Wild Jungle

Wild Jungle

4 chapters / 17649 words

Approximately about 1 hour to read


Life was too short--Njeri knew this all too well. Witnessing her father's mangled body being brought home to Bahari village at a young age barely prepared her for what was to come, nor did banishment from her only childhood home. Njeri's life slowly is encased in turmoil, but the prospect of a better life is her last hope.

With the guidance of her most loyal friend, Kiri, an African cheetah, Njeri faces trials, death, adventures, the wild of her South African home and the jungle of San Fransisco, California.



over 1 year ago Haley Kissell said:

Ok, I don't usually do this, but I just read all the chapters and my heart is literally broken. Please bring her back! Or let her take Kiri! It's so sad!!!


over 1 year ago Haley Kissell said:

Hey there Nochtus! Thanks again for choosing Haley's Heart and Review Emporium!

I read the prologue and I'm SOOOO BROKEN!!!! The punishment is SO SAD!

You are a fantastic writer and this was awesome! You totally sucked me into the story. I liked the way you have one language and then translated it into English but some might find this a bit confusing. The cover is amazing and now I find that I must read more!

Stay awesome and keep writing! Come again soon!

Ga (2)

over 3 years ago Tyler Lynch said:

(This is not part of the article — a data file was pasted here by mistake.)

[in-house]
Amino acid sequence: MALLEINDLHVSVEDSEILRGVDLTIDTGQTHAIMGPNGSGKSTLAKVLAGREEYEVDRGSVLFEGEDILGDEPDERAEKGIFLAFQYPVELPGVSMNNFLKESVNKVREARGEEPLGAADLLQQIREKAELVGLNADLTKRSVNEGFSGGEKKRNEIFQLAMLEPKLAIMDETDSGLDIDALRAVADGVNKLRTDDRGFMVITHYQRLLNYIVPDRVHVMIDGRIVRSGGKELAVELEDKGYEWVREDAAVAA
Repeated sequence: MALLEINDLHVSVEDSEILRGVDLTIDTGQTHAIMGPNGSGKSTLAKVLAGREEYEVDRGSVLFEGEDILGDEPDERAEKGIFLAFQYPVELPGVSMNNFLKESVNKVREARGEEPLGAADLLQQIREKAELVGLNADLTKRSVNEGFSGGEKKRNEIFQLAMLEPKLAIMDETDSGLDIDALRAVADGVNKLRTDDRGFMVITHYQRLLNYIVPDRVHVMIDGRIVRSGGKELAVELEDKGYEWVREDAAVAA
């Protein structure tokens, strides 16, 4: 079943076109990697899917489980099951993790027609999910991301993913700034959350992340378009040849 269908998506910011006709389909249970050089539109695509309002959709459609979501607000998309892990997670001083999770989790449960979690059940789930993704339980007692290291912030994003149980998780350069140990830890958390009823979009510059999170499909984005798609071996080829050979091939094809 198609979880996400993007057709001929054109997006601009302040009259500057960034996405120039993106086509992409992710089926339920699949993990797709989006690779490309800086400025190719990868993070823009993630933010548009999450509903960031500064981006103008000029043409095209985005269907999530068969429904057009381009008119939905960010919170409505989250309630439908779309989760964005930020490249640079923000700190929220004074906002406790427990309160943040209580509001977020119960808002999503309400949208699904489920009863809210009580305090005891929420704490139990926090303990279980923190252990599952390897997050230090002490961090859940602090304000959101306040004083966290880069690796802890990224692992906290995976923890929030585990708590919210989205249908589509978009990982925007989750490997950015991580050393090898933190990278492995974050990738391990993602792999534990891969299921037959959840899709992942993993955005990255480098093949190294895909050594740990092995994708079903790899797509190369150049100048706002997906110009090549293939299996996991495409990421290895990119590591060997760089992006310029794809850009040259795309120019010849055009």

Just a comment: this doubling of the native African language and then the English language is a bad idea. Use it for words and phrases, not for entire sentences. It detracts from the flow, is confusing, and means nothing to a reader who doesn't know the language.

Other than that, this looks good. Keep writing!


over 3 years ago Madeleine G. said:

This is really unlike anything I've ever read. I could tell the story was going to be high quality and exciting right off the bat. Another plus, is that even though it is so original, it is easy to read. I would really recommend you continue this one!



over 1 year ago Beth Penrose said:

Here’s your review. I’m sorry if it’s kind of brief but a)this was actually a pretty polished story, so there wasn’t too much to critique and b) I didn’t want to make you wait any longer than you had to.

I really like the tone and wording in this piece. When authors try to assume identities that are radically different from theirs (not to assume that you didn’t grow up in Africa) they often sound stiff or disingenuous. You don’t and your characters sound real. Bravo.